Biggest problem is all the pigeons eat the bird seeds.

    1. the article mistates the correct distance: later in the article they say put the feeder within 18″ of the window. The Audubon Society recommends less than 3′ or more than 30′ away.

    2. You may want to try a metal shepherds hook. That way you can put it any where you want and you don’t have to hang it in a tree. Good luck!

  20. Imma go and try to find some film. A wood pecker has been coming to my bedroom tree and hitting the window some times. I just want ALL of our animals to be safe….. Seeing as though we are invading their homes.

    1. You can buy stick-on BIRD DETERRENT FILM DECALS from stores like Wild Birds Unlimited. Probably Audubon web site has them, too.They are easy to apply (peel-and-stick) and have kept the birds from flying into my large glass windows completely! They do have to be replaced every year or couple of years, since they do cease to be effective.

    2. I wish the article mentioned this, but a simple mesh window screen will also serve as a deterrent to bird window collisions.

      1. Suggest you check the Urban Dictionary for words that baffle you…it is immensely helpful for the uninitiated. You can then read online posts/texts without feeling lost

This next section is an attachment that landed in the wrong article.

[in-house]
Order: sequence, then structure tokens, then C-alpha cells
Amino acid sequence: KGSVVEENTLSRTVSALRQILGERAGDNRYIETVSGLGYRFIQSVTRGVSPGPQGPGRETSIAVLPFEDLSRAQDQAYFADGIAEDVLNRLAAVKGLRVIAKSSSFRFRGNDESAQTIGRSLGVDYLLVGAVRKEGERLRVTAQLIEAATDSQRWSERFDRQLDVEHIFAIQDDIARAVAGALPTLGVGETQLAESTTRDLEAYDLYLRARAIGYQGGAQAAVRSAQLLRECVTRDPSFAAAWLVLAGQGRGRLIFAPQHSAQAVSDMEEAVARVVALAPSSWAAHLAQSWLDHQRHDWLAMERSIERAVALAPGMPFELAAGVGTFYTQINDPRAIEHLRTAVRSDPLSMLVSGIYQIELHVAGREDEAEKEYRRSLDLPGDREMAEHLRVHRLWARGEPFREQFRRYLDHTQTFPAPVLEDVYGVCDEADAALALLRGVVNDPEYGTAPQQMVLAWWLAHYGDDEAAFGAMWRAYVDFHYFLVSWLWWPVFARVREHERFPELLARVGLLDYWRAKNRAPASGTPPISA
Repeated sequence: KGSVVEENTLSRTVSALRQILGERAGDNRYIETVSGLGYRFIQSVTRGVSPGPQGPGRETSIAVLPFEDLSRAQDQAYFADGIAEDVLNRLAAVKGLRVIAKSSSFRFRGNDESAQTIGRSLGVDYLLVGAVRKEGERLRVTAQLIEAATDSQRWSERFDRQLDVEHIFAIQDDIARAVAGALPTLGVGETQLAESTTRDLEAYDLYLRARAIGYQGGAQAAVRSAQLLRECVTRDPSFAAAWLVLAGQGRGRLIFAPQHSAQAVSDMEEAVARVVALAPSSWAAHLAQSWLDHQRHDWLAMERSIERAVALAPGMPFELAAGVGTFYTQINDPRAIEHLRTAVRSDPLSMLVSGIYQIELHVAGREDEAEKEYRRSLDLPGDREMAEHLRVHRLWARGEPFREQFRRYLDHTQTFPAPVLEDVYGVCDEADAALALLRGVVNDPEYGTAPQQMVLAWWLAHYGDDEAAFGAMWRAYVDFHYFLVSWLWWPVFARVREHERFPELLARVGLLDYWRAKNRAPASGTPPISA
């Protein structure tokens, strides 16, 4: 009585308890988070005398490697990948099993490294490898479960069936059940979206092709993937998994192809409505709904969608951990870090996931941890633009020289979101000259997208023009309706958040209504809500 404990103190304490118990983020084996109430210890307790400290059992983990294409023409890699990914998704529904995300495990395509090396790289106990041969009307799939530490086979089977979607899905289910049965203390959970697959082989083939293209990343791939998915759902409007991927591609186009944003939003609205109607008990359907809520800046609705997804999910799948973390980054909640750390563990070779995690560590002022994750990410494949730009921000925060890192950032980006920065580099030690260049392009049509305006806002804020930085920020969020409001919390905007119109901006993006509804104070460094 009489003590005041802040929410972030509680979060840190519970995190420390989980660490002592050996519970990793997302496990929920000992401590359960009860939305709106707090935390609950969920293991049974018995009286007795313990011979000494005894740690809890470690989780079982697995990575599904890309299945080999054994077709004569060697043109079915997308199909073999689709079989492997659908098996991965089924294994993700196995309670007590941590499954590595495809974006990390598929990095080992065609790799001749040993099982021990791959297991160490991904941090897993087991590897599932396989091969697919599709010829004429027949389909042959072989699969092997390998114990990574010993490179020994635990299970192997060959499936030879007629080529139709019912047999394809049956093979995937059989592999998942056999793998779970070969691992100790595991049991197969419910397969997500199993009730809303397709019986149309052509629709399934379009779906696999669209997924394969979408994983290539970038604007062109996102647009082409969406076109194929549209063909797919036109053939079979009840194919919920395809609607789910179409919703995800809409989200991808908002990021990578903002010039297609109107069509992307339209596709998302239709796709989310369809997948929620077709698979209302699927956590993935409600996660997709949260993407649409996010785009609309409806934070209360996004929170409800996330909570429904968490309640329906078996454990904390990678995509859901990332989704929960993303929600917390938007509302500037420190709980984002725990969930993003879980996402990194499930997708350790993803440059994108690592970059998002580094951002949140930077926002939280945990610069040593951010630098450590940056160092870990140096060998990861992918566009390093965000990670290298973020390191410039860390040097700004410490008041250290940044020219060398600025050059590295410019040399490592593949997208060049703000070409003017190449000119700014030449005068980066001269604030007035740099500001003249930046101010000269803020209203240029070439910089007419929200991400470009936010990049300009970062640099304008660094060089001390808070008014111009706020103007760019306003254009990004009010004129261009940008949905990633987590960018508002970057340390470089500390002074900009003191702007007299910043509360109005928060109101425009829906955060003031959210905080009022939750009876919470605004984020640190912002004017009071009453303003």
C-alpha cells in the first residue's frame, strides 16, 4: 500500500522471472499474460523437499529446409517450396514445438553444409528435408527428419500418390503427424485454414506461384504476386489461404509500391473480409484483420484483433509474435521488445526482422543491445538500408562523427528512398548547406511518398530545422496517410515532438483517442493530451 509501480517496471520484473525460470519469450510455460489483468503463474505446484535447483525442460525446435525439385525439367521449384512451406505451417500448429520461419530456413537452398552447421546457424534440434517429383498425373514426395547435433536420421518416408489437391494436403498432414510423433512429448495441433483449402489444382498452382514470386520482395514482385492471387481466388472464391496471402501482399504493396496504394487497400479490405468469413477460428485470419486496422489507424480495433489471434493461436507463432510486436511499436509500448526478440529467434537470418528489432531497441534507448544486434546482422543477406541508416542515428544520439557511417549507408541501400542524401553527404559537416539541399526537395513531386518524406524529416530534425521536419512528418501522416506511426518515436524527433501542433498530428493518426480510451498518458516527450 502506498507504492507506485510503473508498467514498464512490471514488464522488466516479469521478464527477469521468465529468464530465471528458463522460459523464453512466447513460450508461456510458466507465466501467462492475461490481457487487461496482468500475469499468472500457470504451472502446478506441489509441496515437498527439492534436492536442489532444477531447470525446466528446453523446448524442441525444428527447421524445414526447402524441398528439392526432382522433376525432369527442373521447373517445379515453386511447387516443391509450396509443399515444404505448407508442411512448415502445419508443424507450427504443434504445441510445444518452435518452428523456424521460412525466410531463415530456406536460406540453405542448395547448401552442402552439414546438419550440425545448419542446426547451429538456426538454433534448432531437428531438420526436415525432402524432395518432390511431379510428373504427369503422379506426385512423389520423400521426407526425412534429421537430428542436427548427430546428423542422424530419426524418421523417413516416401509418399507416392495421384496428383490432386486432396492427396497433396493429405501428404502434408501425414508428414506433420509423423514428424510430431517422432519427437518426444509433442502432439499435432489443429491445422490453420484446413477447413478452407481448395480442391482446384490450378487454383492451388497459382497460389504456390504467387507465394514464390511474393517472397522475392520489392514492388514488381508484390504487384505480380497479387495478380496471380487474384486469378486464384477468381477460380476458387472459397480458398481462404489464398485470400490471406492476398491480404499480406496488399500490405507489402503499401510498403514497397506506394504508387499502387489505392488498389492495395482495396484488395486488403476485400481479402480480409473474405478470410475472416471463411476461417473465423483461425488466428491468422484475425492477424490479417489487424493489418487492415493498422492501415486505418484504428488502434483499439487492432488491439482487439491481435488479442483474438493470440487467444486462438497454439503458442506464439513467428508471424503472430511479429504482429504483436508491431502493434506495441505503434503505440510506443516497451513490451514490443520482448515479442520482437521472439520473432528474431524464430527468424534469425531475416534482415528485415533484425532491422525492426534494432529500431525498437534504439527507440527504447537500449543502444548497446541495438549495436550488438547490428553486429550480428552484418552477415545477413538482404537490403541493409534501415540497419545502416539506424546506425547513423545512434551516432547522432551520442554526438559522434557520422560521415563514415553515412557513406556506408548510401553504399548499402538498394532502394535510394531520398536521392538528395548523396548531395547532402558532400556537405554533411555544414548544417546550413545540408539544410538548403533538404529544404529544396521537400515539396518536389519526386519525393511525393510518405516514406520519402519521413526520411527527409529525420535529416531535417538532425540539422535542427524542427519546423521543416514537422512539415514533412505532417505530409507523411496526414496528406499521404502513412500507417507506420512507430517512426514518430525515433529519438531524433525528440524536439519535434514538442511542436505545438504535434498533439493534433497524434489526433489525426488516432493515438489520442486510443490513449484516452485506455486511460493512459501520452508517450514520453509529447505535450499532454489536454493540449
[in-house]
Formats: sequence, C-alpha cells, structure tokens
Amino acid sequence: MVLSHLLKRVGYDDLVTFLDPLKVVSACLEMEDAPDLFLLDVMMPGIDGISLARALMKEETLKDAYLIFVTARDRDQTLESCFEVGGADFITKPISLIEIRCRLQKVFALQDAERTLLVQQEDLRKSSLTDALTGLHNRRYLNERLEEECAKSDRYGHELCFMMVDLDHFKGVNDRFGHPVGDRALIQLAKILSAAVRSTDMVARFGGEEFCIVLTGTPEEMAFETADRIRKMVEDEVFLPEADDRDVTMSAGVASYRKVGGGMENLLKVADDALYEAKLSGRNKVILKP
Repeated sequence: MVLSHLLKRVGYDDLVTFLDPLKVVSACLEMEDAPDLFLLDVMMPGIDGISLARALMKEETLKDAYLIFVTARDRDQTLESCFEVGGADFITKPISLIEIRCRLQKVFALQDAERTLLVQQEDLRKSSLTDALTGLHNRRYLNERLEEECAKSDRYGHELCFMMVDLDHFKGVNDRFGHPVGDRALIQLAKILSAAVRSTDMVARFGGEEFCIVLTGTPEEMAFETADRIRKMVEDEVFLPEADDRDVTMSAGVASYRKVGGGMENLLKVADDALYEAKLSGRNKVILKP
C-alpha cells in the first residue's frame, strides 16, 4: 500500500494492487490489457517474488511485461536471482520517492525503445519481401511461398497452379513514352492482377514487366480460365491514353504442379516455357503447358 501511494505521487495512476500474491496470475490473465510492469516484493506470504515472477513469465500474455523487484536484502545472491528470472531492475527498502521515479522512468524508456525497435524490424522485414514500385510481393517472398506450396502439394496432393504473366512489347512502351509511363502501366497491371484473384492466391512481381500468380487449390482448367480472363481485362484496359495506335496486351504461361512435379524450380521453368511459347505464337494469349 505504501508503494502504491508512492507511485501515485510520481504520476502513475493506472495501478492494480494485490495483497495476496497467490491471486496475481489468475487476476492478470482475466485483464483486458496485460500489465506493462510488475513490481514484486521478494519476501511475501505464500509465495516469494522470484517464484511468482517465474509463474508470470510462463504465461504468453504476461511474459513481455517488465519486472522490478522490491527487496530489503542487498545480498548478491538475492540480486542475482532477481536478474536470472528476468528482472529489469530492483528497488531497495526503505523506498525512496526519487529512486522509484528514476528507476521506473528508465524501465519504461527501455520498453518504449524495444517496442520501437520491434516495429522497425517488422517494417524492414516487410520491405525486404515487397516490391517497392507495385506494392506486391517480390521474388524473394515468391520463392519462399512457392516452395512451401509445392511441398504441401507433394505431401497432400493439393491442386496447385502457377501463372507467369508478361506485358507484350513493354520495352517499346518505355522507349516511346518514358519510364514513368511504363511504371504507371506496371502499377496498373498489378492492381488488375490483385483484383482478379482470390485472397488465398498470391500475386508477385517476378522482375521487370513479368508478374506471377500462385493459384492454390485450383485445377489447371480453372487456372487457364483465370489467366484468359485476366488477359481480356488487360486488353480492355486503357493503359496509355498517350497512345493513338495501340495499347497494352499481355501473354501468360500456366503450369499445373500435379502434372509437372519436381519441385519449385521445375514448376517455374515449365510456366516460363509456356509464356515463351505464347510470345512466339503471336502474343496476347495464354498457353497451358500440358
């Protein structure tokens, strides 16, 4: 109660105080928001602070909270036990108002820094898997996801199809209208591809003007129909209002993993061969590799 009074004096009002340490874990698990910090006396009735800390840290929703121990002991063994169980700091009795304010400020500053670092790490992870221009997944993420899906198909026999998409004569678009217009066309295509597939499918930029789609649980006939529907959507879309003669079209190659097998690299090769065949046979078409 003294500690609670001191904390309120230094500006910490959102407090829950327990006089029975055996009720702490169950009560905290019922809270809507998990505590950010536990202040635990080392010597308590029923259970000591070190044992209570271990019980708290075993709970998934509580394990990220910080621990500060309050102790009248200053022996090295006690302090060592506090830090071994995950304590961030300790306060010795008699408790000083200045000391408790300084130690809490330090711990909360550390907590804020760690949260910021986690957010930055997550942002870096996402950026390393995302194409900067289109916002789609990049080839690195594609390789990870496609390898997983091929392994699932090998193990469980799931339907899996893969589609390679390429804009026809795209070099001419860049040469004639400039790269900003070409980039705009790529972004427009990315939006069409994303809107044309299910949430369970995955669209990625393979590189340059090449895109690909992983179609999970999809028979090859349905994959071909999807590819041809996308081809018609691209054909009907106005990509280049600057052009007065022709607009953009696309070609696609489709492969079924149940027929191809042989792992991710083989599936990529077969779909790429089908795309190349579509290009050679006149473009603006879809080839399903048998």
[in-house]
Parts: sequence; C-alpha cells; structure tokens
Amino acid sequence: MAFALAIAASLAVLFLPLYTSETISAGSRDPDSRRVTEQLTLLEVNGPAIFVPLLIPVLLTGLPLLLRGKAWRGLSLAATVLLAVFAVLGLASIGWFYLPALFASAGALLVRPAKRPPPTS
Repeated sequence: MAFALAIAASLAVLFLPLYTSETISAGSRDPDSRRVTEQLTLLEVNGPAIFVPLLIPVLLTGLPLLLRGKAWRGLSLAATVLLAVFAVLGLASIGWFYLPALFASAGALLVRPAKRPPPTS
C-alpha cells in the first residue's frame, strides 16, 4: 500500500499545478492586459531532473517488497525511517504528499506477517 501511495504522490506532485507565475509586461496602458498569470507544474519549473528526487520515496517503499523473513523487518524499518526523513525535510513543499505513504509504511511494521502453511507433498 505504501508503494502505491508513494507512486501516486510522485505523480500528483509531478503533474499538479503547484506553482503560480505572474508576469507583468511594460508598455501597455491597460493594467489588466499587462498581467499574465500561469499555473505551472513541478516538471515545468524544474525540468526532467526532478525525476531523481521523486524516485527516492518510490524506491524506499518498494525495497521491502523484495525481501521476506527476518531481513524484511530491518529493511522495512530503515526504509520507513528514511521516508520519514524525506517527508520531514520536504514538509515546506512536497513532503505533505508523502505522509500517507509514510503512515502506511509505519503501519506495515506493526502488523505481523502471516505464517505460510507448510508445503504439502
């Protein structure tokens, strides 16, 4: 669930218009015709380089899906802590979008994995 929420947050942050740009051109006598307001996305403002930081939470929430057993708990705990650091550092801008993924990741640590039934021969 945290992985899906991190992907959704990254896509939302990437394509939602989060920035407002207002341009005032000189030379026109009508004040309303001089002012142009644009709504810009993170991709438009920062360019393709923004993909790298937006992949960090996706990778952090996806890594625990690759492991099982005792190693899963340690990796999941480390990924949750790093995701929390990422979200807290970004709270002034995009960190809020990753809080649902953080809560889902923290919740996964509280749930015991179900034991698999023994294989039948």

2. I’m fairly certain you know EXACTLY what it means. You’re just trying to be a grammar snob. Go work on your own problems.
        That said, Imma go find something better to do than wasting my time shutting down internet trolls.

    1. Are you talking about wind turbines? It true some poorly placed turbines do unfortunately kill mostly raptors. Much has been done to reduce collisions. At time of major migration where flight patterns are well known certain turbines are shut down for periods for better survival rates. The numbers pale in comparison to cats and habitat loss. Obviously you were trying to bash wind power but as is also obvious you don’t know shit from applesauce about either issue

  21. I have 2 feeders on one stand that is less than 6″from my sunroom window and under my roof cover in the shade. I have not had any collision with the window or another bird and there are many birds vying for spots at the feeders. They are also undercover from the rain, snow and birds of prey.

    1. that is because the feeders are close to the window. They slow down as they approach the window, and if startled away from it will not have gained enough speed to kill itself.
      The Audubon Society recommends feeders be less than 3′ or more than 30′ from a window. Placing them within 18″ is even better.